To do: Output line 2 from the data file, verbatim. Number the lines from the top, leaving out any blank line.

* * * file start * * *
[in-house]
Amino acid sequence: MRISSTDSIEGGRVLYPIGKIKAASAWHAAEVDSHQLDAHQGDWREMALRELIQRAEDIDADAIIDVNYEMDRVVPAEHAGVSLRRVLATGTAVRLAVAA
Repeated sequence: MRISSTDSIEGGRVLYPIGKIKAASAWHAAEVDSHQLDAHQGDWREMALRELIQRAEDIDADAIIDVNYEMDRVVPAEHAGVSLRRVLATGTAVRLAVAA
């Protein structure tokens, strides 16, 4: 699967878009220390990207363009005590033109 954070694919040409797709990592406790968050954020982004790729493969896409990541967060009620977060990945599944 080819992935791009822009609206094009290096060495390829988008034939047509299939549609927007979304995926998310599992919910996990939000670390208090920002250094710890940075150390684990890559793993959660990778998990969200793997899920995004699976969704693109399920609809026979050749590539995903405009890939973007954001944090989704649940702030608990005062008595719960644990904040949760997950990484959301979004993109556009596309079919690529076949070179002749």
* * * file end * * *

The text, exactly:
Amino acid sequence: MRISSTDSIEGGRVLYPIGKIKAASAWHAAEVDSHQLDAHQGDWREMALRELIQRAEDIDADAIIDVNYEMDRVVPAEHAGVSLRRVLATGTAVRLAVAA